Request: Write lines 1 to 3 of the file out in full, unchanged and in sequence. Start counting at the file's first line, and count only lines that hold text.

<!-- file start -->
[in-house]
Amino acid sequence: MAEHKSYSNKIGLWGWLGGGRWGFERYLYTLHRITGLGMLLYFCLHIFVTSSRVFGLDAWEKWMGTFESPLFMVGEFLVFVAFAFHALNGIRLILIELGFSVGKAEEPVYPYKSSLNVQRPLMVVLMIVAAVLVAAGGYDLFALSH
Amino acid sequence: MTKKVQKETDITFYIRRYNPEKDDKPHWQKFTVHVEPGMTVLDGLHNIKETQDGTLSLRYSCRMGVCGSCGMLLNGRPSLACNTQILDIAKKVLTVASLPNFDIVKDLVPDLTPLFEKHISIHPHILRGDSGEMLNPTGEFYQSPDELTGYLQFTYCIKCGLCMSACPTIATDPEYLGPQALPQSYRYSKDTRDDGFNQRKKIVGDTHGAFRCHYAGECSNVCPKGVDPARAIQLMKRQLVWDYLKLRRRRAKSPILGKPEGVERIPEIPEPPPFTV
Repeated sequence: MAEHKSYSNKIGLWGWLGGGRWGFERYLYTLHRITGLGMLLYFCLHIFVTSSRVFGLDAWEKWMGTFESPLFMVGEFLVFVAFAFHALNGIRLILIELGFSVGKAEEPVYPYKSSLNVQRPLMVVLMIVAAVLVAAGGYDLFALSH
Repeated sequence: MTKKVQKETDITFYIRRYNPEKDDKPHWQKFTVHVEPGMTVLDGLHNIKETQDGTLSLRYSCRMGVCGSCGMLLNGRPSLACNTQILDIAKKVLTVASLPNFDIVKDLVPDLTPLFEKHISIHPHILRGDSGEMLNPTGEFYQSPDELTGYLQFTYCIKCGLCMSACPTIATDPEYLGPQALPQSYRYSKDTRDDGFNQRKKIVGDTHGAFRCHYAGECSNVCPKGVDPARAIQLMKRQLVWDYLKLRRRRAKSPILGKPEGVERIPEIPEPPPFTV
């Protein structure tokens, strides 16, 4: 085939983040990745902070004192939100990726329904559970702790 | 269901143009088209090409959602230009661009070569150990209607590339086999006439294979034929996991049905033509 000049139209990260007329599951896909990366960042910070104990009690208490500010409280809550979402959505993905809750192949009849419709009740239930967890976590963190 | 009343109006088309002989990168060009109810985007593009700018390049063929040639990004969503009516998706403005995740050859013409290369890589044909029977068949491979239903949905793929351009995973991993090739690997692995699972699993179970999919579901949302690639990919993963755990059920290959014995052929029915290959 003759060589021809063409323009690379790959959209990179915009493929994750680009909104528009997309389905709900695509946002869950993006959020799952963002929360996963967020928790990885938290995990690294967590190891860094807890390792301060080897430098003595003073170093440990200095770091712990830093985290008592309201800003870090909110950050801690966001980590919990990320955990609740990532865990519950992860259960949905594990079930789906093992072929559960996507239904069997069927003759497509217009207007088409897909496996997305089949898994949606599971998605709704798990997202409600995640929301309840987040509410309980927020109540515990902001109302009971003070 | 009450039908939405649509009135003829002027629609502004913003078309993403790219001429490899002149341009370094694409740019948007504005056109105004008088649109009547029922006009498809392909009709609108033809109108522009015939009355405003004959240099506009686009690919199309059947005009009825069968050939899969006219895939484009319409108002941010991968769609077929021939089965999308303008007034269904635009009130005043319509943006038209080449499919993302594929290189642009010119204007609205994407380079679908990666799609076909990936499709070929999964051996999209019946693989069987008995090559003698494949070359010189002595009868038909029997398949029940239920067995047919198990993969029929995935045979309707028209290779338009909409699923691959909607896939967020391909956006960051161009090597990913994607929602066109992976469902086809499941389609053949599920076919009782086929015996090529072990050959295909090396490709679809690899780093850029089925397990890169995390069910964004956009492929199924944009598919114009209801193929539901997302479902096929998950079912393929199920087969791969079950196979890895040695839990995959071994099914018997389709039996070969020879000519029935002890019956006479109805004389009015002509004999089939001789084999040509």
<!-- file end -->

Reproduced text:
[in-house]
Amino acid sequence: MAEHKSYSNKIGLWGWLGGGRWGFERYLYTLHRITGLGMLLYFCLHIFVTSSRVFGLDAWEKWMGTFESPLFMVGEFLVFVAFAFHALNGIRLILIELGFSVGKAEEPVYPYKSSLNVQRPLMVVLMIVAAVLVAAGGYDLFALSH
Amino acid sequence: MTKKVQKETDITFYIRRYNPEKDDKPHWQKFTVHVEPGMTVLDGLHNIKETQDGTLSLRYSCRMGVCGSCGMLLNGRPSLACNTQILDIAKKVLTVASLPNFDIVKDLVPDLTPLFEKHISIHPHILRGDSGEMLNPTGEFYQSPDELTGYLQFTYCIKCGLCMSACPTIATDPEYLGPQALPQSYRYSKDTRDDGFNQRKKIVGDTHGAFRCHYAGECSNVCPKGVDPARAIQLMKRQLVWDYLKLRRRRAKSPILGKPEGVERIPEIPEPPPFTV